107 Vt. 111

Beverly Melen, b. n. f. v. Elizabeth McLaughlin.

November Term, 1934.

Present: Powers, C. J., Slack, Moulton, Thompson, and Sherburne, JJ.

Opinion filed January 2, 1935.

*113James P. Leamy and Christopher A. Weller for the defendant.

Novak (& Bloomer for the plaintiff.

Thompson, J.

This is an action of tort for an assault and battery. There ivas a trial by jury and a verdict and judgment for the plaintiff. The defendant excepted.

The verdict was for $450. The defendant seasonably moved to set it aside. The motion was overruled and an exception was saved. Two grounds of the motion are briefed: (1) That the verdict was contrary to the evidence and the weight of the evidence; (2) that the verdict was excessive. Upon each of these grounds the motion was. directed to the discretion of the trial court, and its ruling is not to be revised unless it is made to appear that the court failed or refused to exercise its discretion or abused it. Rule v. Johnson, 104 Vt. 486, 490, 162 Atl. 383, and cases-cited.

The plaintiff, a girl eleven years old, was a pupil in the fourth grade in a school in Pittsford. The defendant was her teacher. While there is some conflict in the evidence, the jury could have found the following facts: On Wednesday, May 17, 1933, the defendant sent the plaintiff to the blackboard to do an example in arithmetic. She did not “get it right two or three times,” and the defendant shook her which caused her to drop the eraser. As she bent over to pick up the eraser the defendant struck her a severe blow on her left side in the region of the left kidney with the corner or edge of an arithmetic book. The blow hurt the plaintiff and she went to her seat and cried until recess, which was a few minutes later. She went out of doors at recess but she could not stand up straight because of the blow she had received. Some of the other girls helped her out of the schoolroom and on to a teeter board in the playground where she lay on her side. One of the girls, teetered her slowly up and down during the recess. She did not return to the schoolroom when recess was over but remained lying on the teeter board as it hurt her to move and she could not get tip alone. Another teacher helped her into the cloak room and left her there. She attempted to go into the schoolroom-but fell on the floor and could not get up. She remained on the floor until after the fourth-grade pupils left the schoolroom. Soon after *114they left the defendant went into the cloak room. The plaintiff tried to get up and the defendant tried to make her straighten up but the pain was such that she could not straighten up. About that time the plaintiff’s mother appeared. She set the plaintiff in one of the school seats and then left the room for some purpose. The defendant then said to the plaintiff: “You are going to walk right home with me, a big girl like you ought to know better than to carry on like this.” The plaintiff did not walk home with the defendant. Her mother got another teacher to take her home. When they arrived there her mother put her in bed and she stayed there the remainder of that day. Also, the jury could have found that following the blow given her by the defendant the plaintiff was unable to stand up straight; that she suffered severe pain in the region of the left kidney; and that she was kept in bed most of the time.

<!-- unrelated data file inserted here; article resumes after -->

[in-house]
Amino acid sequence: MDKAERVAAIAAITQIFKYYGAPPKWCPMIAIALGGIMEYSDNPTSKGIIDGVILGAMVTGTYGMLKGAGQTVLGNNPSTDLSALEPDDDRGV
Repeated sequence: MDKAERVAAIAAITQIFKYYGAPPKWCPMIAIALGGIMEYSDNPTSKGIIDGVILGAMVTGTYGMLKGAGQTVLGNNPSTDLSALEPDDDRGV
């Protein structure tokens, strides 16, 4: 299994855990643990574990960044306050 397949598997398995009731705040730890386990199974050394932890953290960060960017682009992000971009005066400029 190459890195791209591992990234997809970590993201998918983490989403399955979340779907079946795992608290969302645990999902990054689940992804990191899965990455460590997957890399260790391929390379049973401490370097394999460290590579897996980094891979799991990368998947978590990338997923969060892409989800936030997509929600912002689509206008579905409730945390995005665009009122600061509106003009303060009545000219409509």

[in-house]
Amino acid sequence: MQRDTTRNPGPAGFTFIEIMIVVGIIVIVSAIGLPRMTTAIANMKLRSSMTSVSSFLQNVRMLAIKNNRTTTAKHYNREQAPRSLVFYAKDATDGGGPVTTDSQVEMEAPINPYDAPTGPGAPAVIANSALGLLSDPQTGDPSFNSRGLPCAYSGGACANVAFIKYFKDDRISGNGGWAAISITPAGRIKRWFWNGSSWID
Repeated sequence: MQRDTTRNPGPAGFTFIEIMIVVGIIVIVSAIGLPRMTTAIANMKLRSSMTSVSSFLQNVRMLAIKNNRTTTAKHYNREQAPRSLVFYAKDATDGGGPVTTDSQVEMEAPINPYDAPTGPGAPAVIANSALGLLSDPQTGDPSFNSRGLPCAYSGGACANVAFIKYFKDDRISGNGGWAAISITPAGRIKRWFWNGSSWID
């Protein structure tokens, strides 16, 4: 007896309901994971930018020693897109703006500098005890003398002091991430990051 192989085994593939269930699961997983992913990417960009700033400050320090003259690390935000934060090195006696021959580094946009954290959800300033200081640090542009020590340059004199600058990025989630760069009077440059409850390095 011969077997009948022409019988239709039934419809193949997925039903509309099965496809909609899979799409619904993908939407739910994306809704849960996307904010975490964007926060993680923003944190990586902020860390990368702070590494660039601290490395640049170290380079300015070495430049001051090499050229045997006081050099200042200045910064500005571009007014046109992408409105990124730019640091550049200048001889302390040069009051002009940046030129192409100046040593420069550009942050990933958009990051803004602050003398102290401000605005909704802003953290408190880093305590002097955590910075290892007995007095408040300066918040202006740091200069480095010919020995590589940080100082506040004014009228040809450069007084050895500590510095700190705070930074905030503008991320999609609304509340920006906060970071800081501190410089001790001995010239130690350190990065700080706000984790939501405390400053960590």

On May 22, the plaintiff’s mother took her to Dr. Powers of Rutland city, and he examined her. H,e testified that the plaintiff was brought in to him, that she was unable to stand; that she was pulled over to her left side; “she was pretty near knotted up, pretty well drawn up.” He found that she had a hot, spastic left side, i.e., some kind of inflammatory process in the left latissimus dorsi muscle; that there was more temperature in that muscle than there was in the muscle on the other side; that in an injury of that kind where there is an inflammatory reaction pain is one of the symptoms of that reaction; that pain comes because nature tries to set the muscle in fixation.